April 2019

Countering Today’s Headwinds with Opportunistic Credit Strategies

By Craig Goldsmith, Managing Director


Despite a challenging fixed income environment, we see a wide range of investment opportunities in the non-traditional portion of the global credit markets. Here, we explore some of the attributes that can drive value in opportunistic credit and outline key investment themes that address the current headwinds for fixed income and credit investors.

There is no shortage of challenges facing institutional investors in today’s market environment, particularly for those investing in fixed income and credit. Three primary challenges include:

1. LOW YIELDS1

Investors continue to be faced with a historically low rate environment.

2. RISING INTEREST RATES1

Investors are also exposed to significant interest rate risk.

3. LOW RISK PREMIUMS1

Investors are receiving less compensation for taking broad credit risk.

Other risks include decelerating global growth, macroeconomic risks, and duration risk, to name a few. We believe there is a wide range of attractive opportunities in the non-traditional portions of global credit markets that can help counter these challenges and markedly improve the risk-adjusted profile of fixed income and credit portfolios.

THE CASE FOR OPPORTUNISTIC CREDIT

Opportunistic credit strategies can create value due to a number of attributes:

  • Both secular and structural changes can drive opportunities
  • Ability to invest across strategies and geographies
  • “Complexity premium” that is inherent in many opportunistic credit investments
  • Many are niche strategies, with fewer competitors and less crowded positioning
  • Low to modest interest rate sensitivity
  • Typically focus on absolute returns that are capital structure and ratings agnostic
  • Low to modest market beta to both credit and equity indices through geographic and strategy diversification, along with a focus on strategies that focus on idiosyncratic situations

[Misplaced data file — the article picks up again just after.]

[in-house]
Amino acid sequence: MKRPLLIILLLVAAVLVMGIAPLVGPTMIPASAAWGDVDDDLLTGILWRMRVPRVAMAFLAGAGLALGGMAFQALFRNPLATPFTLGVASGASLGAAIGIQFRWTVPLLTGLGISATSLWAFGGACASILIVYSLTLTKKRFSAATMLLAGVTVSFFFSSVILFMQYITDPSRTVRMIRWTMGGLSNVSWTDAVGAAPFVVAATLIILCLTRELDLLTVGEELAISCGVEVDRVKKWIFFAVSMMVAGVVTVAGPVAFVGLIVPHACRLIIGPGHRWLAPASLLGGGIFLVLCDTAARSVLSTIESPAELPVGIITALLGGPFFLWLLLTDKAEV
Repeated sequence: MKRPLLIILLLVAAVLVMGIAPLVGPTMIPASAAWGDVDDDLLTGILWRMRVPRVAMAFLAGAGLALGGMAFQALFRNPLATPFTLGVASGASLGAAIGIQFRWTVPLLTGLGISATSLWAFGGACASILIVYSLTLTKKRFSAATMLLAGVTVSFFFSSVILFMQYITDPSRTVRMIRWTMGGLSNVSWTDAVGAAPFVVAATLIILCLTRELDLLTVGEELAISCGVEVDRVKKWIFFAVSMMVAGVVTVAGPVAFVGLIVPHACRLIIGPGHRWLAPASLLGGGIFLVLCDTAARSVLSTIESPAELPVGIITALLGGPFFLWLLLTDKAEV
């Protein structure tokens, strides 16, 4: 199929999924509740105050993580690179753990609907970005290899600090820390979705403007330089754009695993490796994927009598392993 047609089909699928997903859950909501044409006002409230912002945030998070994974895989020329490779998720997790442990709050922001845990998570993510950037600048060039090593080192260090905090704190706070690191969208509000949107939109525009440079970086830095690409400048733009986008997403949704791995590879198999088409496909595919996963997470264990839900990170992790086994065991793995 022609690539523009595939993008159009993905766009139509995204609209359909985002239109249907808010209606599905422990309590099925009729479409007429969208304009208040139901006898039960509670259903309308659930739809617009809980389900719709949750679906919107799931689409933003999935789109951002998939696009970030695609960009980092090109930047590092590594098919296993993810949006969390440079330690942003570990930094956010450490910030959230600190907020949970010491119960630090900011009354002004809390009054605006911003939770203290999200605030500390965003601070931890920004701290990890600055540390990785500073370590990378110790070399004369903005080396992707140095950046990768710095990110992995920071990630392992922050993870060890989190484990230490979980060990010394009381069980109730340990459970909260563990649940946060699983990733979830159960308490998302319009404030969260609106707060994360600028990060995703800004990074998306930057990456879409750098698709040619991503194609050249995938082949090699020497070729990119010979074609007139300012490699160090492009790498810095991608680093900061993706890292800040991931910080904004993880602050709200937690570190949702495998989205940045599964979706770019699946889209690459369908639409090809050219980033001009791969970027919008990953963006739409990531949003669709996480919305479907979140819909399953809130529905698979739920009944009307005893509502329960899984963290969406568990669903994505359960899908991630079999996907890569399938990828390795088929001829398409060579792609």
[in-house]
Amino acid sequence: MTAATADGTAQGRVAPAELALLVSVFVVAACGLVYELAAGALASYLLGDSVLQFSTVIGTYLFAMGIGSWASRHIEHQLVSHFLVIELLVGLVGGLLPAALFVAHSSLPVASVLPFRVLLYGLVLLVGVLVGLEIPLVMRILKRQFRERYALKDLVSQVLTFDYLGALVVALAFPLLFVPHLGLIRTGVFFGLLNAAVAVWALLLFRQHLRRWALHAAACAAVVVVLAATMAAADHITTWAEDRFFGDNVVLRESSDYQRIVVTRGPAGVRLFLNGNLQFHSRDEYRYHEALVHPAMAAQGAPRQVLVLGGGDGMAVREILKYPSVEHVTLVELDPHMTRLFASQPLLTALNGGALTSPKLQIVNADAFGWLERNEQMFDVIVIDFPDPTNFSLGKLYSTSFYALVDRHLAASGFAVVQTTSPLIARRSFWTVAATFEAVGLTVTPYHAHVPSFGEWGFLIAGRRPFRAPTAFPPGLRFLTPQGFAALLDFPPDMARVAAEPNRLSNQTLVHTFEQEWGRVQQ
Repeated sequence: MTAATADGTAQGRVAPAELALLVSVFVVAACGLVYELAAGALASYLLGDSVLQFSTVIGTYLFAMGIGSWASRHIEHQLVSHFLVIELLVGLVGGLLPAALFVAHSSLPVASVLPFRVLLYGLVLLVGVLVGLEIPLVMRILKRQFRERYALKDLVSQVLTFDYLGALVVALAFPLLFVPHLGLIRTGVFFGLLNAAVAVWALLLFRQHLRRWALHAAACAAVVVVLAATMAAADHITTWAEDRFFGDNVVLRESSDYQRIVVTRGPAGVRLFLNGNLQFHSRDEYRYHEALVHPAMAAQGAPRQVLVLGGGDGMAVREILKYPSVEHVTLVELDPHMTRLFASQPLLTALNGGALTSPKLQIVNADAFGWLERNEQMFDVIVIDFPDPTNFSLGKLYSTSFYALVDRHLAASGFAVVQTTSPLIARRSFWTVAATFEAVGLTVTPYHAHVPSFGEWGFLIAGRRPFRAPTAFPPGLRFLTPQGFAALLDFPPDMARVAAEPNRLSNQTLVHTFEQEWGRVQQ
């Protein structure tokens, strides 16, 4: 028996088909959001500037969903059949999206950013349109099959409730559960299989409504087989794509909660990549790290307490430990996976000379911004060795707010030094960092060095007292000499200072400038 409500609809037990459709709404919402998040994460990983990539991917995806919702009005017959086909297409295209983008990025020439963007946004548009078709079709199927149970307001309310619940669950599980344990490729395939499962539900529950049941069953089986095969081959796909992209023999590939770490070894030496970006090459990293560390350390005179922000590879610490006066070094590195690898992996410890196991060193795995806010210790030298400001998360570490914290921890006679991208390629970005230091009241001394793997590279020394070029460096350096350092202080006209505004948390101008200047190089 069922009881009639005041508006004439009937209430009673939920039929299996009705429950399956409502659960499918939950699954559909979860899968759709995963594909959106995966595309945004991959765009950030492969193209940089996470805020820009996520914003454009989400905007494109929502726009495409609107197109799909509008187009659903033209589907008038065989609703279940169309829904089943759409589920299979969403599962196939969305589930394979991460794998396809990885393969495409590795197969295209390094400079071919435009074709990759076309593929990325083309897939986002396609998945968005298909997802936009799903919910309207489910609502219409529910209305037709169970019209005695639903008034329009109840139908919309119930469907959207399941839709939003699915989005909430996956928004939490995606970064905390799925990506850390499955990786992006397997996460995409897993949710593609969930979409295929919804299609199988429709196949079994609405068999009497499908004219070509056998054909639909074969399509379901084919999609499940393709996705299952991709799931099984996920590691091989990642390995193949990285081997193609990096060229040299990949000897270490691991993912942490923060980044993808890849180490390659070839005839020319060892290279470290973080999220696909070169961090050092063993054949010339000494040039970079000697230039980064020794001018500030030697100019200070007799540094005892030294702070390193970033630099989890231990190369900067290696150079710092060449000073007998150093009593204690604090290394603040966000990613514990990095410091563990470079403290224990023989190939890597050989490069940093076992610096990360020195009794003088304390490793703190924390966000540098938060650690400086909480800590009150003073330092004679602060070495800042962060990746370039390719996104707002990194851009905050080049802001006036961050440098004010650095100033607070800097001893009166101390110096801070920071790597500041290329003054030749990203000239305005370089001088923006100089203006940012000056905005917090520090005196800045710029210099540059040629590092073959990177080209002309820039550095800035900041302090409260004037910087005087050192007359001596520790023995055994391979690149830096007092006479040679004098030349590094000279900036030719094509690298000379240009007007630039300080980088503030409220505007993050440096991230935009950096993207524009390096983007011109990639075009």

KEY INVESTMENT THEMES FOR OPPORTUNISTIC CREDIT


Deleveraging and Recapitalization of the Financial Sector

Amid an increasingly constraining regulatory environment, global banks are selling certain types of assets, engaging in risk-transfer transactions, and reducing their involvement in capital-intensive lending strategies in seeking to improve their capital ratios. These actions are creating opportunities for alternative credit investors, and the supply of available investments continues to be robust a decade after the financial crisis. However, the types of attractive investments have evolved, and now include:

  • Purchasing loan portfolios from banks (underlying collateral is varied, and may include residential or commercial mortgage loans, unsecured consumer debt, student loans, or corporate debt). Some of this debt may be performing, while some may be non-performing.
  • Entering into a risk sharing (“regulatory capital”) transaction with a financial institution. Unlike a loan portfolio purchase, in a regulatory capital transaction, the assets remain on the bank’s balance sheet. These transactions generally involve corporate loans where the bank involved is looking to maintain and grow its relationships with corporate borrowers, but does not possess the required level of risk capital to accommodate such growth.